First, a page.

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John Piper denigrates the cross-work of Christ and the forgiveness of sins which results from it

I will insert my own comments in to the text between \\\\ marks.

The passage under discussion as given in the KJV version:

King James Bible

Abraham’s Justification by Faith

(Genesis 15:1-7Galatians 3:1-9Hebrews 11:8-19James 2:14-26)

 

1What shall we say then that Abraham our father, as pertaining to the flesh, hath found? 2For if Abraham were justified by works, he hath whereof to glory; but not before God. 3For what saith the scripture? Abraham believed God, and it was counted unto him for righteousness. 4Now to him that worketh is the reward not reckoned of grace, but of debt. 5But to him that worketh not, but believeth on him that justifieth the ungodly, his faith is counted for righteousness. 6Even as David also describeth the blessedness of the man, unto whom God imputeth righteousness without works,

7Saying, Blessed are they whose iniquities are forgiven, and whose sins are covered.

8Blessed is the man to whom the Lord will not impute sin.

9Cometh this blessedness then upon the circumcision only, or upon the uncircumcision also? for we say that faith was reckoned to Abraham for righteousness.10How was it then reckoned? when he was in circumcision, or in uncircumcision? Not in circumcision, but in uncircumcision. 11And he received the sign of circumcision, a seal of the righteousness of the faith which he had yet being uncircumcised: that he might be the father of all them that believe, though they be not circumcised; that righteousness might be imputed unto them also: 12And the father of circumcision to them who are not of the circumcision only, but who also walk in the steps of that faith of our father Abraham, which he had being yet uncircumcised.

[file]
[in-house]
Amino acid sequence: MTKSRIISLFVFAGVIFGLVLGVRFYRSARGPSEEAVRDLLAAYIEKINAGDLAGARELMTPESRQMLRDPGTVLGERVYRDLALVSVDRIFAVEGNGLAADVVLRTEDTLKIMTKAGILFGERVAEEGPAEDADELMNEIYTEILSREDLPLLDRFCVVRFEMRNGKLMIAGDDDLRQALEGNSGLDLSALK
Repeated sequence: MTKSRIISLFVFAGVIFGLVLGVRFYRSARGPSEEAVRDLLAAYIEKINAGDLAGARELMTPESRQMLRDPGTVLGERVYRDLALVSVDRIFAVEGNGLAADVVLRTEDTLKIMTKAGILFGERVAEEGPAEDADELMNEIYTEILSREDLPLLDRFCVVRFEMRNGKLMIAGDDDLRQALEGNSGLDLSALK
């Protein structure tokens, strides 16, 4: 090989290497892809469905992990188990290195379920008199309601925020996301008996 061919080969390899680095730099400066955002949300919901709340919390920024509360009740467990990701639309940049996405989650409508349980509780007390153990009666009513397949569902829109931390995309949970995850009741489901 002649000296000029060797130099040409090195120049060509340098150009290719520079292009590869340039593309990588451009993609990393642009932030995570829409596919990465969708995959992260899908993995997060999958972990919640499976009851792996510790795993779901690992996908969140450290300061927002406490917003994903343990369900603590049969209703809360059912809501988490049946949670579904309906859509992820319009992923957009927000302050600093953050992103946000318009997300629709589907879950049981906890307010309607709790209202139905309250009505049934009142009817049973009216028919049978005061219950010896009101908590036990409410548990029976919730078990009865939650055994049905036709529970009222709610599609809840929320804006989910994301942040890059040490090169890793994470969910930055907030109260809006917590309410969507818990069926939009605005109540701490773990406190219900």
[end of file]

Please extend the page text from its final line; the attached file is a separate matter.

The following text is taken from Counted Righteous in Christ from John Piper:

§5.3. Justification and Forgiveness in Relation to
the Use of Psalm 32 in Romans 4
A crucial question in this regard is why Paul follows his reference
to reckoning righteousness apart from works in Romans 4:6 with
a reference to Psalm 32, which speaks of forgiveness. Does this
mean that justification is just another way of speaking about forgiveness, and the imputation of divine righteousness is therefore superfluous?

\\\\\\\\\\\\\\\\\\\\\\\\ I reply

Piper is begging the question here. According to him forgiveness does not involve the imputation of “divine” righteousness ( we have to be careful about using such terms as “divine righteousness” as strictly speaking this is an attribute of Jehovah God ). He is assuming at the outset what he is trying to demonstrate. In the process he calls in to question Paul’s use of Psalm 32 to illustrate the doctrine of imputation as if Paul was mistaken to use Psalm 32 to make Abraham’s justification and David’s forgiveness equivalent to each other. This is really terrible arrogance in my view. Obviously Paul is using Psalm 32 to express the doctrine of the imputation of righteousness which is just how God justifies both David and Abraham. Piper doesn’t like the fact that Paul equates justification with forgiveness by using Psalm 32, David’s experience of justification, in the same context as Abraham. Obviously God through Paul is declaring the equivalance of justification and forgiveness in this text, so Piper has to set about applying his spin to drive a wedge between the two terms as we shall see. It seems to be Piper’s strategy to make forgiveness less than justification so that man himself has to make up the difference with his own good works. The cross only effects a forgiveness which brings us back to Adam’s standing before God. This seems to be Piper’s tactic here.